Yvette_Mishev.jpgMany business owners establish their firm as a limited liability company (LLC) to shield themselves from personal liability in the event the company is sued. However, while the LLC structure is designed to protect the personal assets of the owners from the claims of creditors, simply filing the LLC paperwork with the state will not sufficiently shield you from personal liability. Closely held businesses must be set up and managed properly to prevent claims that “pierce the corporate veil.” 

Piercing the Corporate Veil

Because an LLC is considered a separate legal being from its owners, the owners, as well as managers, have limited personal liability for the company’s debts. But in certain situations, the courts will look past the company’s LLC status and hold those who own or run the company personally liable for its debts. This is called piercing the corporate veil. 

What Illinois Courts Say

Illinois law requires that two prongs be met for the corporate veil to be pierced: (1) there must be such unity of interest and ownership that the separate personalities of the corporation and the individual no longer exist; and (2) circumstances must be such that adherence to the fiction of separate corporate existence would sanction a fraud or promote injustice.

Cases are fact-specific, with courts considering many factors to determine if these prongs are met. Factors include whether there was co-mingling of the entity’s and owners’ finances, whether the entity was adequately capitalized to operate and fulfill its obligations, and whether assets were diverted to an owner to the detriment of the company’s creditors. When the entity in question is a corporation rather than an LLC, the courts will look at additional factors, such as whether certain corporate formalities were observed. Generally speaking, the courts will be looking to determine if the entity was merely set up as a sham to shield an individual or another entity and if there was an intent to defraud creditors. 

While courts in Illinois are reluctant to pierce the corporate veil, it can and does happen, and it can be devastating to the individual owners, who in some cases will find themselves on the hook for millions of dollars in company debt. Setting up and managing your LLC properly can go a long way in shielding yourself from personal liability.   

Co-Mingling of Assets

The owners of an LLC must maintain a formal legal separation between their business and personal finances. Co-mingling of finances could lead to a finding that the LLC is merely a sham for the owners and that the owners are therefore not entitled to the protections offered by the LLC structure.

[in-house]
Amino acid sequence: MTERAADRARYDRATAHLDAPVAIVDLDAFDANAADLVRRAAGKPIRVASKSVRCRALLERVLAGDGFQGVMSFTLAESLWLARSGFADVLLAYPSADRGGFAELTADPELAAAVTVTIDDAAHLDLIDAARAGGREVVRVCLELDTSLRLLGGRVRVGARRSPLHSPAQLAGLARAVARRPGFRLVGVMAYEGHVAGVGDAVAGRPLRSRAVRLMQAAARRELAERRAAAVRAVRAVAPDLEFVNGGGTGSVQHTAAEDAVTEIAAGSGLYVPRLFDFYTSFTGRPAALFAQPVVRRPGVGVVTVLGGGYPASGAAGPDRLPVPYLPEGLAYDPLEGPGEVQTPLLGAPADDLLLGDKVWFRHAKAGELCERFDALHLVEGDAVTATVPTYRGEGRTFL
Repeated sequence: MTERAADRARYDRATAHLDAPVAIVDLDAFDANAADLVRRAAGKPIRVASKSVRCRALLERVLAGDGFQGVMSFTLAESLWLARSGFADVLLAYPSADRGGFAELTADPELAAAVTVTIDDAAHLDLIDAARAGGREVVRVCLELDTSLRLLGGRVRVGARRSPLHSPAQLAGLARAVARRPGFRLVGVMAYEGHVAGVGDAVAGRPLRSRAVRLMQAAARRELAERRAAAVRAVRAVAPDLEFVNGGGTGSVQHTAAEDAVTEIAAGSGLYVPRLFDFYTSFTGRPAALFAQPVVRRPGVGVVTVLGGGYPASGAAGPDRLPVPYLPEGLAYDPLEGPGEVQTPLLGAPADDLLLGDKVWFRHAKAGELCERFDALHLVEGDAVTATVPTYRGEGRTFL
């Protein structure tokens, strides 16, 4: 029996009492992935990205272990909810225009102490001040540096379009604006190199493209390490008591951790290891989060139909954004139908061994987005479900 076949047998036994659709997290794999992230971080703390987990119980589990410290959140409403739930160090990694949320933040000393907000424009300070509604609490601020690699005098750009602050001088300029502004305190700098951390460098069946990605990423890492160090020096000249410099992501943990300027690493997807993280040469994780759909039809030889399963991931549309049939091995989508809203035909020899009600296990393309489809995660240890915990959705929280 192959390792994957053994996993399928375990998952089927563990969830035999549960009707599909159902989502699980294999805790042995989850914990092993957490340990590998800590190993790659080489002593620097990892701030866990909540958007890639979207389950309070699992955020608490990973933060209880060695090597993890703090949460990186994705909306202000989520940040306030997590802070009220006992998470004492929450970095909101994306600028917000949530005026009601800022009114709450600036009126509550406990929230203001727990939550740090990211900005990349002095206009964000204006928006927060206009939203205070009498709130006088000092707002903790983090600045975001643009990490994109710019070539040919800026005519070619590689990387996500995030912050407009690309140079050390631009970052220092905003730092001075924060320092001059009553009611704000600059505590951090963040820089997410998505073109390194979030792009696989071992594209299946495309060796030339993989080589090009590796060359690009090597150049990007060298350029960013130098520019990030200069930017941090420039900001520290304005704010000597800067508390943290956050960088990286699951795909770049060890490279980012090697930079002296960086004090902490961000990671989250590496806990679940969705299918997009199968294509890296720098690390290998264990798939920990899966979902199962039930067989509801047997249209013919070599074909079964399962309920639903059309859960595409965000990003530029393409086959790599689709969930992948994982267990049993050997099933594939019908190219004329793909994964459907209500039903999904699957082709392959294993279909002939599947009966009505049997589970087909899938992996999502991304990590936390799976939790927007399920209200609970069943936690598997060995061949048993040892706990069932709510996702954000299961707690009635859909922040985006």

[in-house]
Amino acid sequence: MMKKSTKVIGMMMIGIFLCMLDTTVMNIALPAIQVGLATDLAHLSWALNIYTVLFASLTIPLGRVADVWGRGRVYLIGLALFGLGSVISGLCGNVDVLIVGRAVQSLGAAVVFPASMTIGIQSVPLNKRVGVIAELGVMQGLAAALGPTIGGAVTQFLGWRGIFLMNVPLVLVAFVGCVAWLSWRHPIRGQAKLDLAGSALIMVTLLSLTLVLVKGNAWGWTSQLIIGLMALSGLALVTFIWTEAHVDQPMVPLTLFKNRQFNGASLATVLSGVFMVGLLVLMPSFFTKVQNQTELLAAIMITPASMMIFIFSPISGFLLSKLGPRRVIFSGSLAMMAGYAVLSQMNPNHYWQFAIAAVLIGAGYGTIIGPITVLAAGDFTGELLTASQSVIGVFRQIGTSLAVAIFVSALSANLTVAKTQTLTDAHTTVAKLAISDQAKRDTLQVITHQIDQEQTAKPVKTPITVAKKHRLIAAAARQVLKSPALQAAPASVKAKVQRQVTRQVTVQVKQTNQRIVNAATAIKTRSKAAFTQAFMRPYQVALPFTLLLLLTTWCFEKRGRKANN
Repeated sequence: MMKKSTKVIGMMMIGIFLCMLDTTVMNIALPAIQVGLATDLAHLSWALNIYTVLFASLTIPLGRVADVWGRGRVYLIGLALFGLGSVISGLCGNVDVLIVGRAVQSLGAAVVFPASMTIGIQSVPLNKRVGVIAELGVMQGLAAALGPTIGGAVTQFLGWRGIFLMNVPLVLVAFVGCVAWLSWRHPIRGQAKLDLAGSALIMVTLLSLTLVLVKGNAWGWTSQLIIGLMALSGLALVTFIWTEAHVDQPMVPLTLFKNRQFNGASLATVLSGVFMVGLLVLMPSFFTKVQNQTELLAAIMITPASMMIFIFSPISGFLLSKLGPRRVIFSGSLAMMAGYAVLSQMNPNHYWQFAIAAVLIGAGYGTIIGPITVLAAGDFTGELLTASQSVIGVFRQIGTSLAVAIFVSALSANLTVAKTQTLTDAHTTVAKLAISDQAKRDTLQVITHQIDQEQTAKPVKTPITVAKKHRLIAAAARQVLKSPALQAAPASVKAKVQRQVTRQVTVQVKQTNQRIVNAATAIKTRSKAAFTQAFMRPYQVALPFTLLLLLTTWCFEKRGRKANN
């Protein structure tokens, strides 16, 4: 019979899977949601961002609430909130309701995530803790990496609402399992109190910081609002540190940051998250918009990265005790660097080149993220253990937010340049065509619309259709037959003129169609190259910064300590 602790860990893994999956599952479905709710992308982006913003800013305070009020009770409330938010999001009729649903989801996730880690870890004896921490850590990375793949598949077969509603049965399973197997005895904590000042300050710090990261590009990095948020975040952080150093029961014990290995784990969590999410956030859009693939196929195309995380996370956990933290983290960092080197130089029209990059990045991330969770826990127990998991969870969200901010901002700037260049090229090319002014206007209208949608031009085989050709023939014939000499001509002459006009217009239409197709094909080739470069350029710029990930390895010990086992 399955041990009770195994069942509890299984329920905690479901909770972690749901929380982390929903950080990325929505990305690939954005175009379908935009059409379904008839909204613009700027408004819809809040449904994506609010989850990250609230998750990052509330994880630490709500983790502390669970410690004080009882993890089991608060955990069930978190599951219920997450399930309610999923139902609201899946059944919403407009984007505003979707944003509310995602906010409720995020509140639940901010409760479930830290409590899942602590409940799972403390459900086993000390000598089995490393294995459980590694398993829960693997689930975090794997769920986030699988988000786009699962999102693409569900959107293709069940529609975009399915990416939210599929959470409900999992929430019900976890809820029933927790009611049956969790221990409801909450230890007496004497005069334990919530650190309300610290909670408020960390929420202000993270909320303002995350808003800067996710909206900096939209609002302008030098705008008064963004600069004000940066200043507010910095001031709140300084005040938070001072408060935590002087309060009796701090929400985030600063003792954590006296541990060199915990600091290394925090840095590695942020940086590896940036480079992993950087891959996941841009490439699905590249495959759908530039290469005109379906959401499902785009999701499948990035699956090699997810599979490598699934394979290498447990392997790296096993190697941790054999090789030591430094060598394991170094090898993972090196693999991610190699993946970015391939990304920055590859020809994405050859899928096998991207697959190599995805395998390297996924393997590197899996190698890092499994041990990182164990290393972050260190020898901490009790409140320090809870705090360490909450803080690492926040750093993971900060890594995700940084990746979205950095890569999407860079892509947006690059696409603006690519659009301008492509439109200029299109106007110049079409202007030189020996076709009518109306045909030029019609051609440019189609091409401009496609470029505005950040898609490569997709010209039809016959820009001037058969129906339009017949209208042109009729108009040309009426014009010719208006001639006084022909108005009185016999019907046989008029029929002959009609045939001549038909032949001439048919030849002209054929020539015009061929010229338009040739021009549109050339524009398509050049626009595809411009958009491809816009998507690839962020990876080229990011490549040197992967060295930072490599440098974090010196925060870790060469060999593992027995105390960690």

It is important for the owners to maintain separate bank accounts for the entity. Any money coming in and out of the entity should be properly identified and accounted for and kept separate from the owner’s personal finances. 

Adequate Capitalization to Meet Contractual Obligations

Generally speaking, the court presumes that a party entering into a contract with an LLC did so voluntarily, knowing that the LLC was a separate and distinct entity from its owner. Thus, the court is reluctant to pierce the corporate veil in a breach of contract case unless there was some sort of fraud or bad intent involved. The plaintiff usually must show that the LLC entered into the contract knowing it could not or would not fulfill its obligations – that the party took the plaintiff’s money but had no intent to pay the plaintiff back or provide the contracted-for products or services. An individual or a parent company may hide behind an LLC, which serves as a sort of alter-ego. The individual or parent company may never have put sufficient assets into the LLC or it may divert assets away from the LLC so that if the LLC breaches the contract, the other party to the contract will have no remedy. 

Ensuring that your LLC is adequately capitalized and maintaining proper records to show this will go a long way in preventing a finding that the company served as a liability shield rather than an independent entity capable of carrying out its own business. Moreover, when doing business with a recently formed LLC, consider getting a personal guarantee from the owner to protect you in a situation where the LLC is unable to pay its debt.

Consult Legal Counsel

As previously stated, filing your LLC paperwork is not enough to protect the owners from personal liability. When establishing your LLC and periodically thereafter, it is important to consult with an experienced attorney who can advise you on setting up and maintaining business practices that will help shield you from personal liability in the event of a lawsuit against your business. And, on the flipside, if you find yourself in a contractual dispute with an LLC that you suspect is merely an alter-ego of its owner (whether that owner is an individual or another entity), remember that there are multiple avenues for relief including, but not limited to, piercing the veil of the LLC to hold its owner liable.   

 

Novack and Macey LLP is a commercial and business litigation law firm that represents family and other closely held businesses, entrepreneurs, and other parties in disputes arising out of business relationships and commercial transactions. To contact the author, please email Yvette V. Mishev at ymishev@novackmacey.com or call 312.419.6900. 

 

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